Good Lord, who does that???  I’ve seen all kinds of things over the years, but I think that this is the thing that bothers me most.  Spending a lot of time in various locations photographing brown bears (grizzlies), I sure hope that whatever IDIOT person was responsible for giving this bear HOT DOGS! or any other kind of human food, will be caught and fined.  I mean, come on!!!


This is clearly not the case of a bear who raided a BBQ grill, took the hot dogs to his own little picnic area, to sniff and roll around in.  This was deliberate!  I can’t even imagine why anyone would do this.  The reason that I will not disclose this location, and put this post out of order of our travels, is that this is not the fault of this bear.  Happy to report that he didn’t even eat them.


When a wild bear is TAUGHT things that aren’t natural for them – like eating hot dogs provided by a human (no, make that spectator(s) standing within close vicinity – closer than regulations mandate), it can only lead to bad things for this poor bear.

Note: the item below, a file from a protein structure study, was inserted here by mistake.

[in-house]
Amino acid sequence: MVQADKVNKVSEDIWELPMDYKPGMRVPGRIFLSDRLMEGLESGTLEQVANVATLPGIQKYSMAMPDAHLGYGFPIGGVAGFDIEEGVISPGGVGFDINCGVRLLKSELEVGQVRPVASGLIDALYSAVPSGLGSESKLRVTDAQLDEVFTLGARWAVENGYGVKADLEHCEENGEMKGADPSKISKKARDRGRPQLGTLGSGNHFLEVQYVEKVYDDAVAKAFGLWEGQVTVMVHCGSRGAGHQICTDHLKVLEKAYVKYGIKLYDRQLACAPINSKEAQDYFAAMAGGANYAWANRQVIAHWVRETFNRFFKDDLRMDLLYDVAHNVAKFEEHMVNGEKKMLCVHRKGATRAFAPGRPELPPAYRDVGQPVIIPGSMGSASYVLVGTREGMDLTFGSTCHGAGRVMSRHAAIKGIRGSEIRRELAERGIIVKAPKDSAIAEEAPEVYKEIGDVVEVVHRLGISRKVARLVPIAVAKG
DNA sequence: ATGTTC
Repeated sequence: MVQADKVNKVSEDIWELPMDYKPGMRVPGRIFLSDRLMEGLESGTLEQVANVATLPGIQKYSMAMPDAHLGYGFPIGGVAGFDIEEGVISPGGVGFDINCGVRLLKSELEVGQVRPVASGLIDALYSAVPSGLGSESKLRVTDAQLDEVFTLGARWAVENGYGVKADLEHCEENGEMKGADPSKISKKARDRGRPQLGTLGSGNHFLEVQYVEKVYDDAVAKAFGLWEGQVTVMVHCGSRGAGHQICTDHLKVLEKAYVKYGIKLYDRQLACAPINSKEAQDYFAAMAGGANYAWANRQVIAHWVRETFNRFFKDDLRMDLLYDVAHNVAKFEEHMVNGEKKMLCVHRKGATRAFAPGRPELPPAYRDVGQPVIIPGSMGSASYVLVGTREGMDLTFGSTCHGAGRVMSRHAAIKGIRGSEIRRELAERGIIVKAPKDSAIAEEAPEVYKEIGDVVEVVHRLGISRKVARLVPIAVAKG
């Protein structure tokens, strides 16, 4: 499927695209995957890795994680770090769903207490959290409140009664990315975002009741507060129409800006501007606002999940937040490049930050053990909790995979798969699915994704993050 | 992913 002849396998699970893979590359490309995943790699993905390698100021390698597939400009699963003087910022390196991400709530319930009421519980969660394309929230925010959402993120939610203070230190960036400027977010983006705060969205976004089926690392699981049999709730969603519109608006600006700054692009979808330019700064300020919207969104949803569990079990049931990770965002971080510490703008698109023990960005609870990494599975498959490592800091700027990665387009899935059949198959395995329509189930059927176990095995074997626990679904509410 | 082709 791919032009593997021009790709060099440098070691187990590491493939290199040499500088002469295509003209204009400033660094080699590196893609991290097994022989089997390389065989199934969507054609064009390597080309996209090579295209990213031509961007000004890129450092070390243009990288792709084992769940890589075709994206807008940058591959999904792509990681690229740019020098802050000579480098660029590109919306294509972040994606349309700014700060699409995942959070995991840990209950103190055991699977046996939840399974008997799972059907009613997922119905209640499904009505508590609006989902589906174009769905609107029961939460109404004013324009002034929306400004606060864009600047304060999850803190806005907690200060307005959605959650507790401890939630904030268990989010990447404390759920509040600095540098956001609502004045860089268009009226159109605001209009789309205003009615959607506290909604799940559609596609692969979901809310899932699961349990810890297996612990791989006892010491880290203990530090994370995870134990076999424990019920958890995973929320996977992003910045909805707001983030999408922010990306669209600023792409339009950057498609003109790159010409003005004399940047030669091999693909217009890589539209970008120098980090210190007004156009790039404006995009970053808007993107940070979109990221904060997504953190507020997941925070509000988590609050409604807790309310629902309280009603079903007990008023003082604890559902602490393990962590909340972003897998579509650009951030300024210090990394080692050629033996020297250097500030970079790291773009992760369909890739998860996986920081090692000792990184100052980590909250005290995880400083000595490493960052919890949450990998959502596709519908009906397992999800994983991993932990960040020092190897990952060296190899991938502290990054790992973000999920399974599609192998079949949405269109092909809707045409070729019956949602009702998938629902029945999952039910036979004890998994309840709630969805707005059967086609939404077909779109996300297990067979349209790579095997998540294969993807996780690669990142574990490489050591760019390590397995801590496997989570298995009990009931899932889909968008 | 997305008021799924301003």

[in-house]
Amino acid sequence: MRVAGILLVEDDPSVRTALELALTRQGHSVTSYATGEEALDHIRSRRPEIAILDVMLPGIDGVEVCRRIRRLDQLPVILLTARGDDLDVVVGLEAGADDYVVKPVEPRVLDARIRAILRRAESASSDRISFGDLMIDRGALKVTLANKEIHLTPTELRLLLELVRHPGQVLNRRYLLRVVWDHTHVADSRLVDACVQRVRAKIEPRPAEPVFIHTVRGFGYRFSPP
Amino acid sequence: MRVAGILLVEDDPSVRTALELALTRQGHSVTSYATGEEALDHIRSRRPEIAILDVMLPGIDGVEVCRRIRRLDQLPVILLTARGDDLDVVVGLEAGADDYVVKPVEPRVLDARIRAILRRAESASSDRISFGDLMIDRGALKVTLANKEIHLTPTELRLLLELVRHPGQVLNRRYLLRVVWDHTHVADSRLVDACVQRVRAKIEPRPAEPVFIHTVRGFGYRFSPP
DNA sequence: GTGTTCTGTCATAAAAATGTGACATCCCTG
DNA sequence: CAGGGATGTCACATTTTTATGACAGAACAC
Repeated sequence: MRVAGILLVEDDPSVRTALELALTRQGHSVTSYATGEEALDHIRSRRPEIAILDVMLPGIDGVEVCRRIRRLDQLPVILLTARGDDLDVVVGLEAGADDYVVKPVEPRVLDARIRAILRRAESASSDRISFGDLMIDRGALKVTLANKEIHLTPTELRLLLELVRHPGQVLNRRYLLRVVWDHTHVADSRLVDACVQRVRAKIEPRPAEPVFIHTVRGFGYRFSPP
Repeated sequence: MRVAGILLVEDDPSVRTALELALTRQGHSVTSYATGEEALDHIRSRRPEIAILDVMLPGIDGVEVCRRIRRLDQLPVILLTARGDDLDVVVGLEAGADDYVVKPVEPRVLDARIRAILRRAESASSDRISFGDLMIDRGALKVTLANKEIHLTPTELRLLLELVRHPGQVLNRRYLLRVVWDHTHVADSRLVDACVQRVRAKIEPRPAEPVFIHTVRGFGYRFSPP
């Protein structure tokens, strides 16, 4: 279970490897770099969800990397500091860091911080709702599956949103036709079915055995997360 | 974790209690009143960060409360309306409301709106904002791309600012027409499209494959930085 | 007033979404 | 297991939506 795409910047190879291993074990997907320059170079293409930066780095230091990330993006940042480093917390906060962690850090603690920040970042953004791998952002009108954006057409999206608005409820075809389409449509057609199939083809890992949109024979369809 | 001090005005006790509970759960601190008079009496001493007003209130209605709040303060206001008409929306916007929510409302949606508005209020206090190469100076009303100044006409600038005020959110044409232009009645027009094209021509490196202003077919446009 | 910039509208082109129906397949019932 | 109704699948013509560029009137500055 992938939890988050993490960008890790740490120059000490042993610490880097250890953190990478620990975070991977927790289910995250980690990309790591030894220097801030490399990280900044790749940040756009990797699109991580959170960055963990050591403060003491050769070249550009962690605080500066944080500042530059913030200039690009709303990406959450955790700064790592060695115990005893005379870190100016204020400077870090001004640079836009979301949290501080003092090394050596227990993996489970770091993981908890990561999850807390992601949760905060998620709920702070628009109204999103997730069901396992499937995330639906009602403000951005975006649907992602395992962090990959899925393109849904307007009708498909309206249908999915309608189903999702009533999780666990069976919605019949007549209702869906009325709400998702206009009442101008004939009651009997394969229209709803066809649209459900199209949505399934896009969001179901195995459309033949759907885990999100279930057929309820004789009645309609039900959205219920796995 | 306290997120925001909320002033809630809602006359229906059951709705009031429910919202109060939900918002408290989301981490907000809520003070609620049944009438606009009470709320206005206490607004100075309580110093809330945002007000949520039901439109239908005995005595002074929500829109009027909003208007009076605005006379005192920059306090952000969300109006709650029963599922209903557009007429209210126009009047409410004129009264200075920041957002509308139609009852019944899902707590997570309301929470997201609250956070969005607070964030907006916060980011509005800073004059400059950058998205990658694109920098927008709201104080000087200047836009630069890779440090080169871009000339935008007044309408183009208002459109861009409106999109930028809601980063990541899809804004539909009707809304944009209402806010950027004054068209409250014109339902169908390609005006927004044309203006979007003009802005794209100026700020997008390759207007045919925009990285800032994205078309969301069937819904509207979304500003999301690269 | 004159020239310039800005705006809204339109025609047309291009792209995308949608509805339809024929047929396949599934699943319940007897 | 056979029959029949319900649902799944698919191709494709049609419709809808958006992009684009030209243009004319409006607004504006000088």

As I mentioned, this grizzly bear didn’t eat the hot dogs and eventually got annoyed with the onlookers, who were slowly, but surely, invaded its personal space, so it left the area and went off into the brush.  After we hadn’t seen the bear for about 5 minutes, Tom & I took a plastic bag and picked them up.  I didn’t want this bear – or another – to come back for it.


Please remember that a FED BEAR is a DEAD BEAR !!!

After I wrote this post, I thought to myself, I could call this shot of the bear … Dead Bear Walking!  I know that this is not the norm for human behaviors and that especially anyone who is reading this post, would never do something like this, but I felt that I had to share this with everyone.  Let’s all get a dose of COMMON SENSE out there PLEASE!!!

More from our trip to come … so stay tuned!

© 2014 Debbie Tubridy / TNWA Photography


Winding Down


Beginning to wind down from our trip to the Canadian Rockies and Glacier NP, we stayed overnight in the town of Hungry Horse, MT, not far from the western entrance of Glacier NP.  I just love the little touches that this hotel/RV campground had.  It was the perfect way for us to begin our last day in the park.